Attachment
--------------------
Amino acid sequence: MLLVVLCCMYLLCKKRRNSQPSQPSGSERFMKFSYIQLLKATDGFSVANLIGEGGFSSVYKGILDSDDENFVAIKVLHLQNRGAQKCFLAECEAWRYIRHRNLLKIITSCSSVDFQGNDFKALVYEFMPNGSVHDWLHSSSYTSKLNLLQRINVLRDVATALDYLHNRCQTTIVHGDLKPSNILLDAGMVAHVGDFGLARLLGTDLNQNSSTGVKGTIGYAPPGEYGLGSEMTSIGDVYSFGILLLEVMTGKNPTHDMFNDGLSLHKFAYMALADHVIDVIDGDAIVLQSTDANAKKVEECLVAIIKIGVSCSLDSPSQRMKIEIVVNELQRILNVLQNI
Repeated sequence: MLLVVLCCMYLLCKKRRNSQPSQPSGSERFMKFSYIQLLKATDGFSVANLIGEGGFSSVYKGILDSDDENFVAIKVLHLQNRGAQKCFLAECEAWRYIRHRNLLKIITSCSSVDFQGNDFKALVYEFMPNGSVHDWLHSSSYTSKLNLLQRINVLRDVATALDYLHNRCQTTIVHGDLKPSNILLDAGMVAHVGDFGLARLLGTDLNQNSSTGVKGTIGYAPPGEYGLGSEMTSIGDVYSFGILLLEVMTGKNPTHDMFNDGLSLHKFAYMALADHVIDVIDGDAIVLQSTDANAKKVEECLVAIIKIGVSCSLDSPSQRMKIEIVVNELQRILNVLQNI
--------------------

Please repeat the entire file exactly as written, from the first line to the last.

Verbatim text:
Amino acid sequence: MLLVVLCCMYLLCKKRRNSQPSQPSGSERFMKFSYIQLLKATDGFSVANLIGEGGFSSVYKGILDSDDENFVAIKVLHLQNRGAQKCFLAECEAWRYIRHRNLLKIITSCSSVDFQGNDFKALVYEFMPNGSVHDWLHSSSYTSKLNLLQRINVLRDVATALDYLHNRCQTTIVHGDLKPSNILLDAGMVAHVGDFGLARLLGTDLNQNSSTGVKGTIGYAPPGEYGLGSEMTSIGDVYSFGILLLEVMTGKNPTHDMFNDGLSLHKFAYMALADHVIDVIDGDAIVLQSTDANAKKVEECLVAIIKIGVSCSLDSPSQRMKIEIVVNELQRILNVLQNI
Repeated sequence: MLLVVLCCMYLLCKKRRNSQPSQPSGSERFMKFSYIQLLKATDGFSVANLIGEGGFSSVYKGILDSDDENFVAIKVLHLQNRGAQKCFLAECEAWRYIRHRNLLKIITSCSSVDFQGNDFKALVYEFMPNGSVHDWLHSSSYTSKLNLLQRINVLRDVATALDYLHNRCQTTIVHGDLKPSNILLDAGMVAHVGDFGLARLLGTDLNQNSSTGVKGTIGYAPPGEYGLGSEMTSIGDVYSFGILLLEVMTGKNPTHDMFNDGLSLHKFAYMALADHVIDVIDGDAIVLQSTDANAKKVEECLVAIIKIGVSCSLDSPSQRMKIEIVVNELQRILNVLQNI